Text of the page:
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US: With water in the West scarce, some tomato farmers look to hydroponics

On Scott Beylik’s 4-acre farm about 60 miles northwest of Los Angeles, rows of tomato vines climb wires strung from the beams of his greenhouses. There’s no soil, so the roots are submerged in little bags with water. Every drop of water he uses goes directly to the plant.

As the drought in the West drags on, the future of water-loving crops like tomatoes hangs in the balance. “We’re pretty precise. Our drippers are pressure-compensated, and they’re literally putting out half a gallon per hour,” Beylik said.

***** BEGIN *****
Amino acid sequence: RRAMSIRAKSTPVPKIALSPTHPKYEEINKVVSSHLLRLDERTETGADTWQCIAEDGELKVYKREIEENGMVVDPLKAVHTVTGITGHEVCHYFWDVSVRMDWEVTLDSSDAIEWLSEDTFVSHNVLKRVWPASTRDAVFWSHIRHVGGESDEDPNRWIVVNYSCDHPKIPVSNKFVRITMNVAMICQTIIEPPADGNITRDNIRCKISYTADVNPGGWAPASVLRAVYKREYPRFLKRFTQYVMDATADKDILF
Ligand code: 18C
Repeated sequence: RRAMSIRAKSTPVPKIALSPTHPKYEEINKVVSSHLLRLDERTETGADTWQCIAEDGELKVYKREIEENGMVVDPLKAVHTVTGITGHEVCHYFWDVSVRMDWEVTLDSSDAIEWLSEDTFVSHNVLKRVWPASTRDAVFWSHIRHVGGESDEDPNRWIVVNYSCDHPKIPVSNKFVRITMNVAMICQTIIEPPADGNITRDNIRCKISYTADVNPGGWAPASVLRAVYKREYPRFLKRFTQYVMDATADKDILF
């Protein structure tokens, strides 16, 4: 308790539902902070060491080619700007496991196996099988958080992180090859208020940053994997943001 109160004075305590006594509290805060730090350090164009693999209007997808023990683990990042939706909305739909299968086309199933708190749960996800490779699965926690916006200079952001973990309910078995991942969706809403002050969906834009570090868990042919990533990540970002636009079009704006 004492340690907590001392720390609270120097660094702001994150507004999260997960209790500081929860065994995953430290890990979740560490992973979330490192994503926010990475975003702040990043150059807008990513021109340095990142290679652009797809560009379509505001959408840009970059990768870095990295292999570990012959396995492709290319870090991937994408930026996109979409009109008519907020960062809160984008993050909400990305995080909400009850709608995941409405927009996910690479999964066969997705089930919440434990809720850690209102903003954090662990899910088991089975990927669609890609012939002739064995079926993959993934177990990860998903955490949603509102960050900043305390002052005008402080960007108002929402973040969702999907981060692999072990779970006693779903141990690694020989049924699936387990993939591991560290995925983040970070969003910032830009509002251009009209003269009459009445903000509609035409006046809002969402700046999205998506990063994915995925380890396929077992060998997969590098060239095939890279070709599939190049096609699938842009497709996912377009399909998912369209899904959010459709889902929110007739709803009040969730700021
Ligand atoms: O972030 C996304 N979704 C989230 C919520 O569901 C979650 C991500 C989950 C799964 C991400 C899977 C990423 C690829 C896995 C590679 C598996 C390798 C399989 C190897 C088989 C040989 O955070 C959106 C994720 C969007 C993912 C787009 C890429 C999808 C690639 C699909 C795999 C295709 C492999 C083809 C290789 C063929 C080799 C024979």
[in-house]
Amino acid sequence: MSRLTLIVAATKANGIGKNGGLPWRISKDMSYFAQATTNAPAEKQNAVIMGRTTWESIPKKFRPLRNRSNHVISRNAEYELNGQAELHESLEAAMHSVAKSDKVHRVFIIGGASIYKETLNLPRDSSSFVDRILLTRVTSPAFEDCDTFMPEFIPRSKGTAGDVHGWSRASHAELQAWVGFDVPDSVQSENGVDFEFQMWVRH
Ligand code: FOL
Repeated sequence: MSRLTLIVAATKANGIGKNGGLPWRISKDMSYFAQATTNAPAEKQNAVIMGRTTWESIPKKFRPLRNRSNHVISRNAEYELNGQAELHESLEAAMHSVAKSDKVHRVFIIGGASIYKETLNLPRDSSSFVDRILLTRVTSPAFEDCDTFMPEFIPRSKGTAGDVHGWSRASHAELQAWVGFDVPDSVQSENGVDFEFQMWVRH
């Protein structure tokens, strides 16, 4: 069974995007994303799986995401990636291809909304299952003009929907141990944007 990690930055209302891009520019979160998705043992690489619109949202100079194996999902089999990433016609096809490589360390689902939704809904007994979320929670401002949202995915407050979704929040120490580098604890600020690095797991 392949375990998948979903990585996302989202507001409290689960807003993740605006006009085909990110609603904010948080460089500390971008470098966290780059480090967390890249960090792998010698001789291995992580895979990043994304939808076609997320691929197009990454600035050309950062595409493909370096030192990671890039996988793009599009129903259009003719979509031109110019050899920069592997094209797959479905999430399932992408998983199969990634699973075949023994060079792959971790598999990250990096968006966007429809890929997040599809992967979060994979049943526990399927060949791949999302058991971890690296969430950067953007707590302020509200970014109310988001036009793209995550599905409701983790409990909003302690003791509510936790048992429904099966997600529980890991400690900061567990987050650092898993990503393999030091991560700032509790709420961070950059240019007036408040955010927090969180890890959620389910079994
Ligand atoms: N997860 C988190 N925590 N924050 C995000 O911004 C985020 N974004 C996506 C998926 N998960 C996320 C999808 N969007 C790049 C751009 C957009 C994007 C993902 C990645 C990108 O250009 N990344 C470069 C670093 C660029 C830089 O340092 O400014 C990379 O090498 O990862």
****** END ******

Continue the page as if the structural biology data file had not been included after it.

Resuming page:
When his grandfather started the farm in the 1970s, growing tomatoes inside greenhouses was a pretty radical idea. Now, about a third of domestic fresh tomatoes are grown this way. “Because the labor and the capital of a greenhouse, for example, is so much more than the water cost is,” said agricultural economist Dan Sumner at the University of California, Davis.

Processing tomatoes can be picked by machines, and that holds down labor costs. Moving the tomatoes inside and using hydroponics requires people to pick them.

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